In late 1989, I traveled to Montreal to cover the World Energy Congress for Business World. While there I heard that George Taber, the editor of a new publication, Business for Central New Jersey, was looking to recruit journalists. I called George the same day and was surprised to discover he was the former business editor of Time Magazine. George and the Vice-President of Government Affairs for Time Inc., Don Wilson, had just started Business for Central New Jersey, they were running it with Time Magazine standards. During our conversation George suggested I write a trial story about City Savings Bank, which was the largest savings and loan bank in New Jersey. It had recently announced its third quarter results—a $150M loss. I did not understand what a savings and loan was or what the thrift industry was going through because of its deregulation in the 1980s, but I happily accepted the opportunity.

Early the next morning I spoke to the public relations manager at the bank and he gave me his version of what had gone wrong and why the company was in trouble. Still, I realized I needed an external perspective, so I called the local university, Rutgers. There I found a finance professor who had followed the deregulation of the savings and loan industry. He knew why they had made so many bad loans. I think he realized within the first five minutes of our conversation I was completely out of my depth on this topic.

‘Do you know what’s going on in the industry?’ he said.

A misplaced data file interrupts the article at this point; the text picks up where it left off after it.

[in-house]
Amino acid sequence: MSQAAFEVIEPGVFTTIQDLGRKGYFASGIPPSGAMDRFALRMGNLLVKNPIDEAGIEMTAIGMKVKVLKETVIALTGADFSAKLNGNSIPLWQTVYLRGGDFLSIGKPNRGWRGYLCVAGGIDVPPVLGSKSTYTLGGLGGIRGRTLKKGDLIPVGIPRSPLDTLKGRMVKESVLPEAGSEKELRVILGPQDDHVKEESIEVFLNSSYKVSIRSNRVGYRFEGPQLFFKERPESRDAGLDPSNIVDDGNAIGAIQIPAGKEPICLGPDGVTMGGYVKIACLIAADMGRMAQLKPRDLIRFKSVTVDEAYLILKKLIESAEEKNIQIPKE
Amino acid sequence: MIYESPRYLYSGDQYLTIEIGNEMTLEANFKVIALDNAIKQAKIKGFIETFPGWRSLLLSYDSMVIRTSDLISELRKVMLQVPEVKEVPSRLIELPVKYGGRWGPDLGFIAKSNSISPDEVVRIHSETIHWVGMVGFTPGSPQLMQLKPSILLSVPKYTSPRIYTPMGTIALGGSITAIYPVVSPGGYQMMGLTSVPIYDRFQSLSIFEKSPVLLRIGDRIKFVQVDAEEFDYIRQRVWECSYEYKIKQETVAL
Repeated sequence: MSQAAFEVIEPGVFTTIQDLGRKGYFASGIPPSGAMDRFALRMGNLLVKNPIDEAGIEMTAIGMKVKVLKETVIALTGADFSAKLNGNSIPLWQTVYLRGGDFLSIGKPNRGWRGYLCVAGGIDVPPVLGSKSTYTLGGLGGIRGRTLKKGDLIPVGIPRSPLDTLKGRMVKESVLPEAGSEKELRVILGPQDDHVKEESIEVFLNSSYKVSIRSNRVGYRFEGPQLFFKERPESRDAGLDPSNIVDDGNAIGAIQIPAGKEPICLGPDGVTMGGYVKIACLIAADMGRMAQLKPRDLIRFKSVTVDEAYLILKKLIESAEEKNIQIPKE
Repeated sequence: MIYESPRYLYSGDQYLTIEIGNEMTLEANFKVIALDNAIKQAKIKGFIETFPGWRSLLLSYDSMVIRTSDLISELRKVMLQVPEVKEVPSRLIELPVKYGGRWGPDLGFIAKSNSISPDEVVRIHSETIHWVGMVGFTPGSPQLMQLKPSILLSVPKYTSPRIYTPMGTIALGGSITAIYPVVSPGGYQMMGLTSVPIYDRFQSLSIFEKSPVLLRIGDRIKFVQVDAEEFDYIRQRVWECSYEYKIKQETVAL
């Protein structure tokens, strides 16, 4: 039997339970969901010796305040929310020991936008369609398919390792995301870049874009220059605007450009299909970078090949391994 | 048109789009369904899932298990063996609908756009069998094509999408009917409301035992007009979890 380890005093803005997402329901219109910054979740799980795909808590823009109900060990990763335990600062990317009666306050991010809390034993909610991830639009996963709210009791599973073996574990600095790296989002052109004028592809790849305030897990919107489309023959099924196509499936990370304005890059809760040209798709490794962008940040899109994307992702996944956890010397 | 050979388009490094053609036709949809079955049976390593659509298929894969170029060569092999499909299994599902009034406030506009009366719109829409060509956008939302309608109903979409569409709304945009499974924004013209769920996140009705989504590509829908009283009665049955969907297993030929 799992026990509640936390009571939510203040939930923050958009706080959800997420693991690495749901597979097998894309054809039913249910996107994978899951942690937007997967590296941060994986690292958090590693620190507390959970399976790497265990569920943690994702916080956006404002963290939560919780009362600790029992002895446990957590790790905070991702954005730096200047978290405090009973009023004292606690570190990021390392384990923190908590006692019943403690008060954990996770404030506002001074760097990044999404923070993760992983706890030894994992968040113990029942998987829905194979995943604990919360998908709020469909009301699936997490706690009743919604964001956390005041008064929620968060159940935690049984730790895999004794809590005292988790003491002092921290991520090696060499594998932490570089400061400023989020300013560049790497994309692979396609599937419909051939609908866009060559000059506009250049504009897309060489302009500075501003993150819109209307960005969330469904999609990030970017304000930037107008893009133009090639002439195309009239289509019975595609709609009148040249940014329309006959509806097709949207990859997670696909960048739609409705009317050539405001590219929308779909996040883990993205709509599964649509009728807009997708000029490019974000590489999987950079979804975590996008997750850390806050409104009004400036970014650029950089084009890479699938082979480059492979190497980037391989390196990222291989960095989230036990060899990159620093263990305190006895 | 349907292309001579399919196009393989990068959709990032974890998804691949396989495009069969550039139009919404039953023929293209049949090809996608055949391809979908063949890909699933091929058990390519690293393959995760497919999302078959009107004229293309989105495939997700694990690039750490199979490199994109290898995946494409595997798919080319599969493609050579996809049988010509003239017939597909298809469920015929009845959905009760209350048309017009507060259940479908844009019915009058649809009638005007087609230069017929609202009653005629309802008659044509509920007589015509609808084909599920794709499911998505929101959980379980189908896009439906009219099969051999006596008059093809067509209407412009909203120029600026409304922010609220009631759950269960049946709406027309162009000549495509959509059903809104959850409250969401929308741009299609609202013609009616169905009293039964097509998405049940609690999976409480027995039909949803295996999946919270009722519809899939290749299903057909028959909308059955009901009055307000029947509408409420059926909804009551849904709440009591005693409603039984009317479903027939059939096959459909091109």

‘No, I’ve just arrived from India,’ I admitted, anxious he would end the call before I had a chance to discover what was going on in the savings and loan industry.

The finance professor ended up giving me a one-hour lecture on the thrift industry. I sat at the kitchen table straight after the conversation and wrote the 1,000-word story without stopping for a break. I based my story on what I had heard from the bank, but mostly on the analysis of the Rutgers professor. Later that day, I gave the story to George.

‘I can’t believe this story is written by someone who’s been in the country for only two weeks,’ George said.

Based on my story, George offered me a job as a staff writer. Before he could hire me, he had to sponsor me for an H1 visa, and then later for a Green Card. The following year, in 1991, George sent me to Wharton to do a business course for journalists. The vibrant discussion in the classroom captivated me. It was an incredible educational experience and so different from my postgraduate course in India, which had comprised formal lectures.

From then on issues whenever I wrote stories for the magazine, or freelance pieces for national publications like The New York Times or the Philadelphia Inquirer, I contacted the Wharton professors for their views. In 1997 someone from Wharton contacted me and asked whether I would like to join Wharton to set up a business magazine for the school. He told me Wharton lacked a comparable publication to the eighty-year-old Harvard Business Review, which was thriving.

I could not decide about what to do. It was like my heart was pulling me in one direction and my head in another. I tossed and turned in bed every night and stopped eating. My relationship with George went way beyond an editor or journalist one. George and his wife Jean treated Hema and I like family. It was very hard for me to consider leaving without George’s permission and blessing. At the same time, I was excited about the possibility of creating a new publication for Wharton. I also remembered my grandmother’s words from years ago, and her prediction about me going to Wharton one day.